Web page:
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At first I was skeptical about reading this book because I heard a lot of bad reviews for this book. But I learned my lesson that I can still like a book even if it has a lot of bad reviews.

This book is mainly focused on the character development of our MC wren. Wren was actually a really strong character but didn't know that she is strong. She only starts to develop when her sister Lizzie leaves.

She believe that Every one in her life leaves her, but she also learns that she needs to embrace people and even if people leave her in the end she needs to live her best life.

I really loved baby girl, Leia and Luca. I loved seeing baby girl- who couldn't figure out who she was supposed to be -grow along side wren. I loved leia's honest personality and Luca is just a big ball of sunshine.

I really like this book, the story was really moving and it showed the importrance of friends, family and never letting fear win.

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Postcards for a Songbird by Rebekah Crane is an adorable YA contemporary with a very smooth moving narrative. Crane's writing is genuine and flows easily, making the read seem to just fly by. Having read one of her novels prior to this one, it's easy to tell that this is not a fluke. She has real writing talent and YA/New Adult style fiction is just perfect for her. I look forward to reading more.

The narrative isn't overly convoluted and remains focused on Wren, but it does reach out into speculation on other characters. The characters are medium in depth, still lacking a little definition at the edges without seeming overly thin. This does detract from the impact of the narrative, but does not make the story overly flawed. If anything, I could definitely have used more of the story, but what is given is well-written. There is certainly room for future literature utilizing these characters, but Postcards does just fine as a standalone.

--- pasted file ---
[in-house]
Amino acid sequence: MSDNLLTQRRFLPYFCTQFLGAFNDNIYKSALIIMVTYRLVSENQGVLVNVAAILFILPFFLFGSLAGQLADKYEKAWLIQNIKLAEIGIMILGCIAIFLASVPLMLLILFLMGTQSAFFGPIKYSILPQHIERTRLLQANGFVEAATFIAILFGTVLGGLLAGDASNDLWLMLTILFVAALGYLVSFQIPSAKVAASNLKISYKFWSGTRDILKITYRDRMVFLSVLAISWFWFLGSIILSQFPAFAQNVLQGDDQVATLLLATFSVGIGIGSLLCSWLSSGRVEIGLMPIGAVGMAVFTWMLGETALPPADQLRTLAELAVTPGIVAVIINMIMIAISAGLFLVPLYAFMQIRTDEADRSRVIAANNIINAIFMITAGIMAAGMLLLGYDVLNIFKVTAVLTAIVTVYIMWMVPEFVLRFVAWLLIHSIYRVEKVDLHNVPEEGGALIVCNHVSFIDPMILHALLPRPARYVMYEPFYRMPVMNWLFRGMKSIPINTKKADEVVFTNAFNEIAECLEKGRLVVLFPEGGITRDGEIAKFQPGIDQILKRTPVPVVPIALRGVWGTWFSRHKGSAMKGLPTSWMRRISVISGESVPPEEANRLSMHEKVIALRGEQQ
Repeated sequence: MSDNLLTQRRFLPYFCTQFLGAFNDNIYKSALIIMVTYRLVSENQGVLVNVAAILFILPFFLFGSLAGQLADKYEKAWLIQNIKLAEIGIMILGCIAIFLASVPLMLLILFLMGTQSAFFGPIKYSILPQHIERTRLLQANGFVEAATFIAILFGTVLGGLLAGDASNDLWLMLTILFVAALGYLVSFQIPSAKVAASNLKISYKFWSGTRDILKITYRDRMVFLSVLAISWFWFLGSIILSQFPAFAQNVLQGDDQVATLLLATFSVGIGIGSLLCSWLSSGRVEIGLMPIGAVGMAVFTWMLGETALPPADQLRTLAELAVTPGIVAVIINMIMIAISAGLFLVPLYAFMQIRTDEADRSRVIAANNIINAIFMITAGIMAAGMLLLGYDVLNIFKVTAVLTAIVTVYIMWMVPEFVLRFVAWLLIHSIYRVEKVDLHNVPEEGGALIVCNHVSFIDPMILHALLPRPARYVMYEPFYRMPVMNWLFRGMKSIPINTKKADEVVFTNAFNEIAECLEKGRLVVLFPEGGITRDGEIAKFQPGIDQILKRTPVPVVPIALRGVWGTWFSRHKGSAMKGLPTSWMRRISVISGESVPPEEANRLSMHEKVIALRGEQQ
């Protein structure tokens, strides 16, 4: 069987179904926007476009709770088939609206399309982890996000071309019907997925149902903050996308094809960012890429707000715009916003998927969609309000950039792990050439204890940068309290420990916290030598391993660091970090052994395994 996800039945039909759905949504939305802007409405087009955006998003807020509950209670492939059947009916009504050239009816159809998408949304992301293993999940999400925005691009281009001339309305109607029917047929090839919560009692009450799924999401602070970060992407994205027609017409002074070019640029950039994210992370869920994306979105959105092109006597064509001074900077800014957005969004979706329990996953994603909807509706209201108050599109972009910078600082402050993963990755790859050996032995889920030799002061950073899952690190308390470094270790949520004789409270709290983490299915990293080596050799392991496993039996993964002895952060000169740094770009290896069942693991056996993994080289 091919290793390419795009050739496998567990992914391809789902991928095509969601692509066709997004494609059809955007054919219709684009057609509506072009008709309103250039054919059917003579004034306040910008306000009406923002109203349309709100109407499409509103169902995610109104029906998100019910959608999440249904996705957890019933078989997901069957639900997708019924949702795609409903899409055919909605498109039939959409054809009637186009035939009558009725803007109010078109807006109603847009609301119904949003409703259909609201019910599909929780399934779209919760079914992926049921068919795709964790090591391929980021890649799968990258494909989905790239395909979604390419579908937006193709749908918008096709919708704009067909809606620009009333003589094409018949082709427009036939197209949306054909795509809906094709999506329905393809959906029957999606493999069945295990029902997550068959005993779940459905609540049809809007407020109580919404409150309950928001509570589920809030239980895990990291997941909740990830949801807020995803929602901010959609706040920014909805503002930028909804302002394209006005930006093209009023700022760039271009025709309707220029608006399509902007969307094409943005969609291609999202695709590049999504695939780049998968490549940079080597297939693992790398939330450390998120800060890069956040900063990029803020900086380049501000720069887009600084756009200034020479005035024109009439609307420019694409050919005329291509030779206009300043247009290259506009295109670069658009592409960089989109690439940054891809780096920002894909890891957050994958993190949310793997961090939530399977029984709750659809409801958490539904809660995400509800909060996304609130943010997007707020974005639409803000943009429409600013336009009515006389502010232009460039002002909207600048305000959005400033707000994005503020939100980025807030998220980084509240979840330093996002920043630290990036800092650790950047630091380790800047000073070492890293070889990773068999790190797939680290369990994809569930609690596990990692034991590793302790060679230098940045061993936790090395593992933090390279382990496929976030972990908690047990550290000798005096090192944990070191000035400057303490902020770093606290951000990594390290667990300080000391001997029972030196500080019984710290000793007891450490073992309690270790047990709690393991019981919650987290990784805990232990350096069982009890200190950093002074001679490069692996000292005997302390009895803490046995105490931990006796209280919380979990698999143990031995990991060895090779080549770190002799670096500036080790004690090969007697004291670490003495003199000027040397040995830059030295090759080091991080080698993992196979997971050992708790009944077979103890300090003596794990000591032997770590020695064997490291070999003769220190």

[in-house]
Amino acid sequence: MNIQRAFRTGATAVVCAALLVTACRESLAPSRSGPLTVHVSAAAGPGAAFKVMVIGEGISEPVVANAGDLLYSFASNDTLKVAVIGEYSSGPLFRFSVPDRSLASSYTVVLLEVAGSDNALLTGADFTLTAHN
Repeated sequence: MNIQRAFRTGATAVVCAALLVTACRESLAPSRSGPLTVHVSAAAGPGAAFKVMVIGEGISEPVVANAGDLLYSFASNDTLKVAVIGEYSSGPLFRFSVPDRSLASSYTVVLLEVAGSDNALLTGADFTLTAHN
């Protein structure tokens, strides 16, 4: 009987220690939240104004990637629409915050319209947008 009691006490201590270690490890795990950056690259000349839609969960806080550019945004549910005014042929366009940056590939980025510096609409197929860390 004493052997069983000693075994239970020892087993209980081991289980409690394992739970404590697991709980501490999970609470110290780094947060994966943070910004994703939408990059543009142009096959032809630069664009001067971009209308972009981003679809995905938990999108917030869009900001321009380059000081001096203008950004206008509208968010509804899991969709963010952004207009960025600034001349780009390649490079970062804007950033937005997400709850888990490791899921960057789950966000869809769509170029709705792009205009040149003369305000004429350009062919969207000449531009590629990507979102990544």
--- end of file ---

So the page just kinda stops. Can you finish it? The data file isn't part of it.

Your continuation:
I read Postcards for a Songbird in one day's time. It was just that easy to fall into. I didn't want to put it down, but it wasn't because it was overly was because I enjoyed Crane's writing style and I liked the development of Wren's character. Don't get me wrong, it was a good story, but it was the writing that drew me in rather that purely the narrative itself. That being said, I could have done with more of the Wilder story line, but overall this was a good comfortable read and I enjoyed it. As stated earlier, I will definitely be on the lookout for more Rebekah Crane reads in the future.